Interview: Vincent Piazza on playing the roughest of the 'Jersey Boys'
"Boardwalk Empire" star Vincent Piazza talks about doing "Jersey Boys," never meeting Tommy DeVito, the man he plays, and the way it involves Joe Pesci.
Vincent Piazza is best known for playing Lucky Luciano, one of the leads on “Boardwalk Empire.” He might seem an odd fit for Clint Eastwood’s film of “Jersey Boys,” especially since he’s the only one of the main four who haven’t come from some production of the longtime musical favorite. Then again, he’s playing Tommy DeVito, the toughest and scariest of the Four Seasons, whose history is a lot sketchier than their clean-cut sound might suggest.
Did you talk to Tommy DeVito as research?
Never met the man. I only got to know him through the screenplay. That and anecdotes. The rest of the cast did the musical for years, and they would hear these stories from meeting the real guys. And then Mr. [Frank] Valli would be on the set. There was a treasure chest of great stories.
Some of which probably couldn’t be in the film.
And those. But you could give shades and colors of them. For instance, Michael Lomenda [who plays Nick Massi] and I watched this raw footage of Massi and Tommy DeVito doing a sound-check. They were such great friends that they had nicknames. So it was” Tamooch” and “Machoach.” So when [in the film] I was leaving prison and he was going in, he said, ‘Tamooch!” and I said, “Machoach!” It was the little details.
Have you met him since?
No. Which is kind of terrifying, because I’m playing him on screen. I hope he enjoys it.
The Four Seasons were certainly tougher than one might imagine.
I think that’s a surprise for the audience. There’s such a glamour associated with the ’50s and ’60s, because it was pre-TMZ and pre-Twitter and –Facebook. [The Four Seasons] may not have gotten off the ground if those kinds of media channels existed.
Of the group, you’re playing the rough one, comparatively.
I think Tommy’s strength in the beginning was his personality. When they got out of the neighborhood, that strong personality became one of his weaknesses. He felt he had to keep a foot in the neighborhood. That’s something I can identify with. Maybe those people, when they get scared they want to go home. The world outside of New Jersey can be a little intimidating.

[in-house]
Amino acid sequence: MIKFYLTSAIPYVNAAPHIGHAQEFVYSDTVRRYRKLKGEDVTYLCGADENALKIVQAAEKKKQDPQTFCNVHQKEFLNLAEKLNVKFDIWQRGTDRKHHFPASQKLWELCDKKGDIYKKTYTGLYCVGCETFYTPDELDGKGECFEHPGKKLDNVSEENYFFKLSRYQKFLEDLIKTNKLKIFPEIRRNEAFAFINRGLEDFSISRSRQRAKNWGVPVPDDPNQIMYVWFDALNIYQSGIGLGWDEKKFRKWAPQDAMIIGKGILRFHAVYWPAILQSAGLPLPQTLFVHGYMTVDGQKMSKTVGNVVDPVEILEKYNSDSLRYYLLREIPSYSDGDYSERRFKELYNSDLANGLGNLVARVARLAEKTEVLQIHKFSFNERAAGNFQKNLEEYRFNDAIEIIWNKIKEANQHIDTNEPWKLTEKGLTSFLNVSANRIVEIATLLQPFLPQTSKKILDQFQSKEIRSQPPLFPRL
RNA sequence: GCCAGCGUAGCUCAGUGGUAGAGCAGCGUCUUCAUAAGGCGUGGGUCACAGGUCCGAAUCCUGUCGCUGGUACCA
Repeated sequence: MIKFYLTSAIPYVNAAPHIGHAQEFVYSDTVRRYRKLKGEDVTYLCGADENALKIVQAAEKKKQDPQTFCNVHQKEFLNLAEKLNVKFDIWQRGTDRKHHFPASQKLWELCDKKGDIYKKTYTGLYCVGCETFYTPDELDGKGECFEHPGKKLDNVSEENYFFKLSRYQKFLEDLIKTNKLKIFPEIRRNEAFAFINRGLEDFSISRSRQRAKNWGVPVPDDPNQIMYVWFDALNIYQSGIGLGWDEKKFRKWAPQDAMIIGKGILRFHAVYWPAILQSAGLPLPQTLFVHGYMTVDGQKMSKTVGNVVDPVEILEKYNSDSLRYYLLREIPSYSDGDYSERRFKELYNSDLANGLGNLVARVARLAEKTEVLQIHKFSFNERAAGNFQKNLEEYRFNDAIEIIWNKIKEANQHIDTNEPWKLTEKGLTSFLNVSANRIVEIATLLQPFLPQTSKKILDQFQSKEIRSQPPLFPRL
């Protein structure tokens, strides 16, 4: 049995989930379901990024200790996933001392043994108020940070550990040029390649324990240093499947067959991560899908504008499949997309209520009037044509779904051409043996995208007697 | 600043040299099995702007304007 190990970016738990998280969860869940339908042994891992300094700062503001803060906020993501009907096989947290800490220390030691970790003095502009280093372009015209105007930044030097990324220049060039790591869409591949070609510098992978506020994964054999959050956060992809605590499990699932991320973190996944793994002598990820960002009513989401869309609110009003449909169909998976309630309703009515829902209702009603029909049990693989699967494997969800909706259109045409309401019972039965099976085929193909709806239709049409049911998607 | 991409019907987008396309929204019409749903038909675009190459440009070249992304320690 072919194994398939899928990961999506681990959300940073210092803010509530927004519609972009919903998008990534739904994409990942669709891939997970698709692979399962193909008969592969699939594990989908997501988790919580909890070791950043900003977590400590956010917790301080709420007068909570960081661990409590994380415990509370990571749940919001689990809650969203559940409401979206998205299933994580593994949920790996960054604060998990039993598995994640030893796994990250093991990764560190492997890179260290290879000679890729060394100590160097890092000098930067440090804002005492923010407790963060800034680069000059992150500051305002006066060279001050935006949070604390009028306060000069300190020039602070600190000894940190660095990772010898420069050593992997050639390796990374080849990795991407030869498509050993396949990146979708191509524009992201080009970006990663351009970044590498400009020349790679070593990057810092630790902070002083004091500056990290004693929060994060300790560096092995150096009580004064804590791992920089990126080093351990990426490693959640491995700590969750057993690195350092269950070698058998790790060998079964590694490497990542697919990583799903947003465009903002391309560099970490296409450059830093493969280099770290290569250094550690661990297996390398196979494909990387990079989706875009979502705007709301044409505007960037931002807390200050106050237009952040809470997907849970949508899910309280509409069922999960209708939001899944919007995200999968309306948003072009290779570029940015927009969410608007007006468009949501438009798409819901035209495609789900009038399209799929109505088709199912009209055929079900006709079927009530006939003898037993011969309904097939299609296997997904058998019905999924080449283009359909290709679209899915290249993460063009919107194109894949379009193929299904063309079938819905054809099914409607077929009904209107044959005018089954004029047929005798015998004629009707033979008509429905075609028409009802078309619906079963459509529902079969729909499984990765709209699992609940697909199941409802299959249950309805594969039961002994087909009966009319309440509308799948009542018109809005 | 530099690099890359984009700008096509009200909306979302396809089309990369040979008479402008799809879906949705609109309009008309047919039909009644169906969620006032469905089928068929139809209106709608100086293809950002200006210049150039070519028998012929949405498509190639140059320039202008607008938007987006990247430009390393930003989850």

You have to do a few scenes where you talk directly into the camera.
We were going to do these transitional shots of me going into jail and out of jail. I thought the narration would be done in the studio. And Mr. Eastwood comes up to me and says, “Vince, I think you should talk to the camera and do your narration.” And I’m thinking, do I even know these words? Funny enough, it turns out I did and I did it. It was strangely freeing because normally you have to hit marks. But when looking into the camera you don’t have to look for those. You just form a relationship with the camera.
Could you sing?
I was kind of thrust into the music. The “Jersey Boys” community was so helpful. They gave me a crack team for the choreography and the singing. And Mr. Eastwood put a live band behind us. What that did for me was give this surge of energy. It was humbling, though, because I wouldn’t disrespect the singers and say, “In 30 days I could sing four-part harmony with guys who’ve done it hundreds of times.”
One of the crazier parts of “Jersey Boys” is that Joe Pesci knew them when he was younger and is a character in the show and film. And then in “Goodfellas” he played a character named Tommy DeVito.
I actually explored that with the character. I’m playing the older guy with a younger Joe Pesci, so I’m wondering how much of [DeVito’s] personality informed him. I would actually act like him every now and then. Any chance I had to throw in a “pr—“ or something like that. I felt comfortable doing that because I was trying to establish that kind of relationship with Joey Russo, who plays Joe Pesci.
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